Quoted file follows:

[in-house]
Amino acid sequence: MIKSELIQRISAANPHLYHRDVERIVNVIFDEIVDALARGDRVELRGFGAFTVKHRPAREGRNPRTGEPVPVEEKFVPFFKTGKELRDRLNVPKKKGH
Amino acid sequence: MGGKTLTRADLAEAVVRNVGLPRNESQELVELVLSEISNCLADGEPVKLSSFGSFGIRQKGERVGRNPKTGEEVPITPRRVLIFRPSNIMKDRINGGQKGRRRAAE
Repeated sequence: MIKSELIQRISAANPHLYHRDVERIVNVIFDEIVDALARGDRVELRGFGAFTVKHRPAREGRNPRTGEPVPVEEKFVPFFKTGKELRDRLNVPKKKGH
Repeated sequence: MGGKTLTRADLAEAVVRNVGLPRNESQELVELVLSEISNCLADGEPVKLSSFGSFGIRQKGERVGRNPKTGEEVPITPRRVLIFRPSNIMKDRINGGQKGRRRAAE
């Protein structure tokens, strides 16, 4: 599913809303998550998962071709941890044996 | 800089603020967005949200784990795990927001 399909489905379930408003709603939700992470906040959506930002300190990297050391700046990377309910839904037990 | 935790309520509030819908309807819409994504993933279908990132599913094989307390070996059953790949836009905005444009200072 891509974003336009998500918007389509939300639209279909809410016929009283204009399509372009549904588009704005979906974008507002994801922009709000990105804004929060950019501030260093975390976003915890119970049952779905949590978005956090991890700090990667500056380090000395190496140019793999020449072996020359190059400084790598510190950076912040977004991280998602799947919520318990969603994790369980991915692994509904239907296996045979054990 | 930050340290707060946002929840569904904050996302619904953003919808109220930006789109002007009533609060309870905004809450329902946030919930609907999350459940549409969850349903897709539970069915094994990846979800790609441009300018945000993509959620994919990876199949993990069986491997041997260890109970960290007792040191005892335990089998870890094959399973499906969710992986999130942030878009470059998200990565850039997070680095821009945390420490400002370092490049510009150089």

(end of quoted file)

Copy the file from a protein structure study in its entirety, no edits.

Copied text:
[in-house]
Amino acid sequence: MIKSELIQRISAANPHLYHRDVERIVNVIFDEIVDALARGDRVELRGFGAFTVKHRPAREGRNPRTGEPVPVEEKFVPFFKTGKELRDRLNVPKKKGH
Amino acid sequence: MGGKTLTRADLAEAVVRNVGLPRNESQELVELVLSEISNCLADGEPVKLSSFGSFGIRQKGERVGRNPKTGEEVPITPRRVLIFRPSNIMKDRINGGQKGRRRAAE
Repeated sequence: MIKSELIQRISAANPHLYHRDVERIVNVIFDEIVDALARGDRVELRGFGAFTVKHRPAREGRNPRTGEPVPVEEKFVPFFKTGKELRDRLNVPKKKGH
Repeated sequence: MGGKTLTRADLAEAVVRNVGLPRNESQELVELVLSEISNCLADGEPVKLSSFGSFGIRQKGERVGRNPKTGEEVPITPRRVLIFRPSNIMKDRINGGQKGRRRAAE
């Protein structure tokens, strides 16, 4: 599913809303998550998962071709941890044996 | 800089603020967005949200784990795990927001 399909489905379930408003709603939700992470906040959506930002300190990297050391700046990377309910839904037990 | 935790309520509030819908309807819409994504993933279908990132599913094989307390070996059953790949836009905005444009200072 891509974003336009998500918007389509939300639209279909809410016929009283204009399509372009549904588009704005979906974008507002994801922009709000990105804004929060950019501030260093975390976003915890119970049952779905949590978005956090991890700090990667500056380090000395190496140019793999020449072996020359190059400084790598510190950076912040977004991280998602799947919520318990969603994790369980991915692994509904239907296996045979054990 | 930050340290707060946002929840569904904050996302619904953003919808109220930006789109002007009533609060309870905004809450329902946030919930609907999350459940549409969850349903897709539970069915094994990846979800790609441009300018945000993509959620994919990876199949993990069986491997041997260890109970960290007792040191005892335990089998870890094959399973499906969710992986999130942030878009470059998200990565850039997070680095821009945390420490400002370092490049510009150089």